This Day in Black History: Aug. 24, 1987

Library of Congress

This Day in Black History: Aug. 24, 1987

Bayard Rustin, a prominent activist in the March on Washington, died on Aug. 24, 1987.

Published August 24, 2013

Bayard Rustin, the main organizer behind the 1963 March on Washington for Jobs and Freedom, died on Aug. 24, 1987 in New York City. 

Rustin was born in West Chester, Pennsylvania, on March 17, 1912. He attended HBCUs Wilberforce University in Ohio and Cheyney University in Pennsylvania. He then attended City College of New York in 1937. As he emerged as a leader in civil rights, he combined the Quaker religion, which his grandmother practiced, Gandhi's non-violence techniques and socialism teachings of A. Phillip Randolph as his own philosophy.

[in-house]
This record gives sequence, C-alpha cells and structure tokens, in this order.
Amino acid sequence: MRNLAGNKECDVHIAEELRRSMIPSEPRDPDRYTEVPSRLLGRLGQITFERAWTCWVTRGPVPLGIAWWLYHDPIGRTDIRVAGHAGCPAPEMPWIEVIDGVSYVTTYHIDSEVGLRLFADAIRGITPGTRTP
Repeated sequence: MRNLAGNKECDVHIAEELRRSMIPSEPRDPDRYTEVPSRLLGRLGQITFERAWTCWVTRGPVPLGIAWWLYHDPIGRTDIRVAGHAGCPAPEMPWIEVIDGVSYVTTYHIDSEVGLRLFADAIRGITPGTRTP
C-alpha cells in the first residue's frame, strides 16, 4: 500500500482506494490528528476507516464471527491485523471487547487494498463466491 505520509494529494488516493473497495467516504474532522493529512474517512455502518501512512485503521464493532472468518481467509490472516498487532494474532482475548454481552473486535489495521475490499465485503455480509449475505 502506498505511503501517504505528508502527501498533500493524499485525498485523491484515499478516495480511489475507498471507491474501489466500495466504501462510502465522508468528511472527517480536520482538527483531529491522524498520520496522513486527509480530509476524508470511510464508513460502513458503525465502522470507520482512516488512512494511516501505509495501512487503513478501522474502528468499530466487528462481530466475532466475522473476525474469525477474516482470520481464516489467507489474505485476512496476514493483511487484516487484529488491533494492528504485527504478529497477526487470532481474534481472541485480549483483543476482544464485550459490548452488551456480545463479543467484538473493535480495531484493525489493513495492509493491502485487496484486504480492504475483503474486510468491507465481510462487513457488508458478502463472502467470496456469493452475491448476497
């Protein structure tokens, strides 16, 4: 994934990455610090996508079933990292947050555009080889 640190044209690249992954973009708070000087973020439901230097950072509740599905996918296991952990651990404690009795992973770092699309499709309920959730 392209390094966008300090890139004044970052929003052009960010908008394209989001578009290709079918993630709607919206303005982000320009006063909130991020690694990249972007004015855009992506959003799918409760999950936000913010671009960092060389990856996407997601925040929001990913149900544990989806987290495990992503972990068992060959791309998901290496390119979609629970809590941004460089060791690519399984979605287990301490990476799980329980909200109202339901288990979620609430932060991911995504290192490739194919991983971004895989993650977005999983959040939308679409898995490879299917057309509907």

Rustin began working with Martin Luther King Jr. as an organizer in 1955 and assisted him with the Montgomery bus boycott before organizing the March on Washington. He also taught King about Gandhi's non-violence philosophy. 

Until his death, Rustin, who was openly gay, continued to speak out for the human rights of gays and lesbians and economic equality in the civil rights movement. He died of a ruptured appendix at the age of 75.

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(Photo: Library of Congress)

Written by Natelege Whaley


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